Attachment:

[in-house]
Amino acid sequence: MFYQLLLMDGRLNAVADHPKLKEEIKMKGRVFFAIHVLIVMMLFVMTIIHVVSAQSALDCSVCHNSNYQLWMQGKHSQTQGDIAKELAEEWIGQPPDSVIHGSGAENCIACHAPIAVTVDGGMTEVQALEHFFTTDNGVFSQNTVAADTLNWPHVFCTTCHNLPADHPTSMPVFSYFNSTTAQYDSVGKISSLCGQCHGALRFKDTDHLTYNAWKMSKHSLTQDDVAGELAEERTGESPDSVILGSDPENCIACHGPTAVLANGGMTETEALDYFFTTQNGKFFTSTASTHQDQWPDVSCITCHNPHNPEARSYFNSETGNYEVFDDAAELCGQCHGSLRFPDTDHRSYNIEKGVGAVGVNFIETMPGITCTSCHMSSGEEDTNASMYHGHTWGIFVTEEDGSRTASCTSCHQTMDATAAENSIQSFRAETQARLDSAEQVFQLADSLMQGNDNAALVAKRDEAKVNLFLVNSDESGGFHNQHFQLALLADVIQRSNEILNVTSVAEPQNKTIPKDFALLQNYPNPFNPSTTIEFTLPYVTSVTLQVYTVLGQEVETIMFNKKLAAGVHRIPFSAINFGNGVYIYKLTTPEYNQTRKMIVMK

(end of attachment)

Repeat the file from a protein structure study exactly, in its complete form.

[in-house]
Amino acid sequence: MFYQLLLMDGRLNAVADHPKLKEEIKMKGRVFFAIHVLIVMMLFVMTIIHVVSAQSALDCSVCHNSNYQLWMQGKHSQTQGDIAKELAEEWIGQPPDSVIHGSGAENCIACHAPIAVTVDGGMTEVQALEHFFTTDNGVFSQNTVAADTLNWPHVFCTTCHNLPADHPTSMPVFSYFNSTTAQYDSVGKISSLCGQCHGALRFKDTDHLTYNAWKMSKHSLTQDDVAGELAEERTGESPDSVILGSDPENCIACHGPTAVLANGGMTETEALDYFFTTQNGKFFTSTASTHQDQWPDVSCITCHNPHNPEARSYFNSETGNYEVFDDAAELCGQCHGSLRFPDTDHRSYNIEKGVGAVGVNFIETMPGITCTSCHMSSGEEDTNASMYHGHTWGIFVTEEDGSRTASCTSCHQTMDATAAENSIQSFRAETQARLDSAEQVFQLADSLMQGNDNAALVAKRDEAKVNLFLVNSDESGGFHNQHFQLALLADVIQRSNEILNVTSVAEPQNKTIPKDFALLQNYPNPFNPSTTIEFTLPYVTSVTLQVYTVLGQEVETIMFNKKLAAGVHRIPFSAINFGNGVYIYKLTTPEYNQTRKMIVMK